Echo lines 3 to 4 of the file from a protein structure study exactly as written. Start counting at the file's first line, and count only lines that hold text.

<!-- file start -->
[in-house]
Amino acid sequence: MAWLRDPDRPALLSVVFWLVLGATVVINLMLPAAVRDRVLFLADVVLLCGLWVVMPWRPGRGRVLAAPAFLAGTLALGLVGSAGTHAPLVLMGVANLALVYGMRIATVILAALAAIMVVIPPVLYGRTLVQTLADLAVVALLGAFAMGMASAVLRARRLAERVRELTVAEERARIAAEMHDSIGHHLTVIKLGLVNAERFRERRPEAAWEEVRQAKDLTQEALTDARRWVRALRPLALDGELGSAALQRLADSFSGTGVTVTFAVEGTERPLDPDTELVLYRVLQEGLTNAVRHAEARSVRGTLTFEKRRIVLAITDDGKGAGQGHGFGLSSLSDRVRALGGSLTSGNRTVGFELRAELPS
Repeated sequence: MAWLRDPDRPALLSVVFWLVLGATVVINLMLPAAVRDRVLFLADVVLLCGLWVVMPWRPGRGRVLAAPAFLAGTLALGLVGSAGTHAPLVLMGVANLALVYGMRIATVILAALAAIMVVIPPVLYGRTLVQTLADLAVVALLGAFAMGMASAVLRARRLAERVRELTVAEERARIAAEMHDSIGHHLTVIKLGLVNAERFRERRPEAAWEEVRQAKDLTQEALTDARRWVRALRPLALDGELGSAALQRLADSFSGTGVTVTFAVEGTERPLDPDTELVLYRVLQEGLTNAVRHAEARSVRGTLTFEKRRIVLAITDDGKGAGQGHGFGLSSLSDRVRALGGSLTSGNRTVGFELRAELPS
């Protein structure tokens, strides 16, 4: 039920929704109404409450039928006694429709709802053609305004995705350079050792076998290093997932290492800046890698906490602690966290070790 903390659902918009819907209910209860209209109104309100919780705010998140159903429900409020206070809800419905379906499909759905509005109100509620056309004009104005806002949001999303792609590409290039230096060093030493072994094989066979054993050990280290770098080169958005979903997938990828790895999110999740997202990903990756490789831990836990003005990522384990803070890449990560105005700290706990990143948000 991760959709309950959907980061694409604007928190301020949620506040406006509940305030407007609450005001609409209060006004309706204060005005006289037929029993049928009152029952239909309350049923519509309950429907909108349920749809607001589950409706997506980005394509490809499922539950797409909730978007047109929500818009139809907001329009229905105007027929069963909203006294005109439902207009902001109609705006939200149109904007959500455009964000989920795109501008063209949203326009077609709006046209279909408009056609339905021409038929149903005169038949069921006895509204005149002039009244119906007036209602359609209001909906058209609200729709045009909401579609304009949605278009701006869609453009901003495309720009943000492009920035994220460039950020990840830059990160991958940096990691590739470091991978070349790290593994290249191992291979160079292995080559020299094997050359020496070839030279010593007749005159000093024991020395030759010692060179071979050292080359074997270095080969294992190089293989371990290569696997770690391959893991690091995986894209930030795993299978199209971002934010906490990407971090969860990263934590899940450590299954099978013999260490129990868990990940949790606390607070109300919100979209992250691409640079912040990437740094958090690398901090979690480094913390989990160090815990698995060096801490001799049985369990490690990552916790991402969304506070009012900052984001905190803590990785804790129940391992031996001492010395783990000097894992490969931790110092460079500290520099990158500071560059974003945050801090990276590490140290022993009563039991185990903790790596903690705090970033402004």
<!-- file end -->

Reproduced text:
Repeated sequence: MAWLRDPDRPALLSVVFWLVLGATVVINLMLPAAVRDRVLFLADVVLLCGLWVVMPWRPGRGRVLAAPAFLAGTLALGLVGSAGTHAPLVLMGVANLALVYGMRIATVILAALAAIMVVIPPVLYGRTLVQTLADLAVVALLGAFAMGMASAVLRARRLAERVRELTVAEERARIAAEMHDSIGHHLTVIKLGLVNAERFRERRPEAAWEEVRQAKDLTQEALTDARRWVRALRPLALDGELGSAALQRLADSFSGTGVTVTFAVEGTERPLDPDTELVLYRVLQEGLTNAVRHAEARSVRGTLTFEKRRIVLAITDDGKGAGQGHGFGLSSLSDRVRALGGSLTSGNRTVGFELRAELPS
């Protein structure tokens, strides 16, 4: 039920929704109404409450039928006694429709709802053609305004995705350079050792076998290093997932290492800046890698906490602690966290070790 903390659902918009819907209910209860209209109104309100919780705010998140159903429900409020206070809800419905379906499909759905509005109100509620056309004009104005806002949001999303792609590409290039230096060093030493072994094989066979054993050990280290770098080169958005979903997938990828790895999110999740997202990903990756490789831990836990003005990522384990803070890449990560105005700290706990990143948000 991760959709309950959907980061694409604007928190301020949620506040406006509940305030407007609450005001609409209060006004309706204060005005006289037929029993049928009152029952239909309350049923519509309950429907909108349920749809607001589950409706997506980005394509490809499922539950797409909730978007047109929500818009139809907001329009229905105007027929069963909203006294005109439902207009902001109609705006939200149109904007959500455009964000989920795109501008063209949203326009077609709006046209279909408009056609339905021409038929149903005169038949069921006895509204005149002039009244119906007036209602359609209001909906058209609200729709045009909401579609304009949605278009701006869609453009901003495309720009943000492009920035994220460039950020990840830059990160991958940096990691590739470091991978070349790290593994290249191992291979160079292995080559020299094997050359020496070839030279010593007749005159000093024991020395030759010692060179071979050292080359074997270095080969294992190089293989371990290569696997770690391959893991690091995986894209930030795993299978199209971002934010906490990407971090969860990263934590899940450590299954099978013999260490129990868990990940949790606390607070109300919100979209992250691409640079912040990437740094958090690398901090979690480094913390989990160090815990698995060096801490001799049985369990490690990552916790991402969304506070009012900052984001905190803590990785804790129940391992031996001492010395783990000097894992490969931790110092460079500290520099990158500071560059974003945050801090990276590490140290022993009563039991185990903790790596903690705090970033402004």